Hello there! I'm Dr. Vinifera, or "Vinny" for short. Ask me your toughest wine questions, from the technical aspects of winemaking to the fine points of etiquette. I hope you find my answers educational and even amusing. Looking for a particular answer? Check my archive and my FAQs. You can also follow me on Twitter: @AskDrVinny.
Dear Dr. Vinny,
I’m slowly developing a wine collection, and we are trying to figure out how to know when we should drink our wines to optimize taste. When a wine says “Drink until 2016,” does that mean it will mature and get better until 2016? Does it fall off a cliff in 2016 and then go bad? Should we not drink it now and wait until 2015?
—Jeff L., Viroqua, Wis.
Drink recommendations are reviewers’ good-faith advice about when they believe a wine will be drinking its best. Even though dates are used, they’re not meant to be interpreted rigorously, but as general guidelines, and it sounds like you realize that. In the scenario you’re describing, it’s not as if the wine will be tasty up until Dec. 31, 2015, and then the clock strikes midnight and suddenly it’s terrible.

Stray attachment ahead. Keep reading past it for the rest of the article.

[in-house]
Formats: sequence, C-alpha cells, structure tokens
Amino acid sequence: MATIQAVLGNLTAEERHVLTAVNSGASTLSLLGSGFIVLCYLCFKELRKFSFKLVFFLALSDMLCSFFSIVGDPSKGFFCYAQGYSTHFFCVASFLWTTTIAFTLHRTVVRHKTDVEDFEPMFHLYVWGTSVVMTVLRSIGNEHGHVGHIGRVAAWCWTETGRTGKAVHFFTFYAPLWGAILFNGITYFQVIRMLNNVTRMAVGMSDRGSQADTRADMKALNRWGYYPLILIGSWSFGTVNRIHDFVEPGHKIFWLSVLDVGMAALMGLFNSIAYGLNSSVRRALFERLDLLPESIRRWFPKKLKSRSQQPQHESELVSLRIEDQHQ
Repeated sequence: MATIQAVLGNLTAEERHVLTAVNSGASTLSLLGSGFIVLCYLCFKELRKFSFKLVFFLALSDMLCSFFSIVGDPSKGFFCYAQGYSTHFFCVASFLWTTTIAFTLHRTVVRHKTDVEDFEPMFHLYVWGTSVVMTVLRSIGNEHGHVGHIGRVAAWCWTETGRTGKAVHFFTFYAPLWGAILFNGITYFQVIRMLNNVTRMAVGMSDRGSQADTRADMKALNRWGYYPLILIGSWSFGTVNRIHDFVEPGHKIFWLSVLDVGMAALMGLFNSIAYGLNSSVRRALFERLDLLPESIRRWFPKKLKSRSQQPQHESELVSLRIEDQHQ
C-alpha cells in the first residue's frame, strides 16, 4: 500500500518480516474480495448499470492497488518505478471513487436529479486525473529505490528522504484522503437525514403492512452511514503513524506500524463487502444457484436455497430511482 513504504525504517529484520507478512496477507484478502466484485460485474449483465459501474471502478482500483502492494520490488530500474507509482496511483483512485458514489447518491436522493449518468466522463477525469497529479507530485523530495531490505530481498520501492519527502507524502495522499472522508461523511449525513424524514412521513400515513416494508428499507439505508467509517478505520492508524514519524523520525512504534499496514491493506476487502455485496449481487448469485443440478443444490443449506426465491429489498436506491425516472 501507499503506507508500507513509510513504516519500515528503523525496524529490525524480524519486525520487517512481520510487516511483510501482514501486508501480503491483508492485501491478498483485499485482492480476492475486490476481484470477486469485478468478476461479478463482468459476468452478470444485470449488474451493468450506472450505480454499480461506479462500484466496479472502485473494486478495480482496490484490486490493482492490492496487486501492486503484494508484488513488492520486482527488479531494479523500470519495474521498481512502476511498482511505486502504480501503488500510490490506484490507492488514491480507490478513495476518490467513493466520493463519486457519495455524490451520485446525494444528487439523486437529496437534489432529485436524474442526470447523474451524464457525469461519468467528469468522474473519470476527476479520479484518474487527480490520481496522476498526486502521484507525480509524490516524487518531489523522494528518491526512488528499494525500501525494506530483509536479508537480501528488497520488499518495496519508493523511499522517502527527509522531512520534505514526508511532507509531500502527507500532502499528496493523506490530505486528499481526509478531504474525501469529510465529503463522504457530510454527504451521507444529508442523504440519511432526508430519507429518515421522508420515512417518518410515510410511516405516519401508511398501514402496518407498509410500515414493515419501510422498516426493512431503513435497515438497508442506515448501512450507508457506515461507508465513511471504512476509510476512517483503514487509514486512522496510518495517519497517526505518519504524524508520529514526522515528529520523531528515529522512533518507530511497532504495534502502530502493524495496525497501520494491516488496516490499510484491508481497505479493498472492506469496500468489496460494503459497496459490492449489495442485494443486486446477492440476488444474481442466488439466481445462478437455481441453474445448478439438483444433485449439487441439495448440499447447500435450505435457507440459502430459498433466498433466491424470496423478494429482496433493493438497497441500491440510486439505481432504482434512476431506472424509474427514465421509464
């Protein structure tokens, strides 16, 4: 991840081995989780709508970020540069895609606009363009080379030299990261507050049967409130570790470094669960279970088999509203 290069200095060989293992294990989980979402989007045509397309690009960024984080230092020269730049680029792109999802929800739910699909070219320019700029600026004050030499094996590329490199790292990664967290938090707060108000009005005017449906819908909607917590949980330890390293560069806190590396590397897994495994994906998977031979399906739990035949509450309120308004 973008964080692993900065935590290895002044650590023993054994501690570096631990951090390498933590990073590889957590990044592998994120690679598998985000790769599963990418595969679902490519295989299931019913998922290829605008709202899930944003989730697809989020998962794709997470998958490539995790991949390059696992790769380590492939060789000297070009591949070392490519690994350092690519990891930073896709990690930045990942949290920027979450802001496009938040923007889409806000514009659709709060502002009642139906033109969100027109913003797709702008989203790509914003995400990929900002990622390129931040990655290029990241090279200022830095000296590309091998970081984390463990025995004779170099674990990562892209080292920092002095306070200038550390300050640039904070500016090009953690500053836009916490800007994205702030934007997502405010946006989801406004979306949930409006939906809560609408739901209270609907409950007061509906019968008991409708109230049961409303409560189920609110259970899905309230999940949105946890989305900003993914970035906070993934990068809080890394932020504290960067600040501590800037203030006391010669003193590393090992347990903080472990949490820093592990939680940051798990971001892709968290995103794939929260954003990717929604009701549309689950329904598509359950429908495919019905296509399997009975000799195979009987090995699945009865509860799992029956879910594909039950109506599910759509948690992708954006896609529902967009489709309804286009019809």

Since you’re developing a wine collection, you should start figuring out what your own preferences are, and hopefully you will find our recommendations a helpful starting place. Generally, Wine Spectator reviews tend to be conservative, focusing on the time frame when we feel the wine will still retain some freshness and be expressive. Some wine lovers prefer more maturity with their wine, when fruit flavors evolve into notes of spice, tobacco and cedar. You need to figure out where your own personal tastes lie.
Will your wine get better and better until 2016? All we can say for certain is that it will get older. Wines don’t evolve in a simple trajectory—it’s not as if every day the wine is getting better and better until it reaches an expiration date. All wines get older, and depending on the wine (and on the person drinking the wine) that may or may not be a good thing. Wines can also taste like they’re at their peak for months or even years.
You may not want to put a lot of effort into aging wines until you’re certain you have a taste for older wines. If you’re used to drinking wines within a couple years of their release, a 10- or 20-year-old wine—even if drunk within the recommendation window of one of my colleagues—might not taste right to you. If you’re beginning to cellar wines to age, it also might be a good idea to make sure you have proper cellaring conditions before you do so. To maximize their aging potential, keep your wines away from light, heat, vibration and temperature fluctuation, in a steadily maintained 55 degrees F, 70 percent humidity environment.
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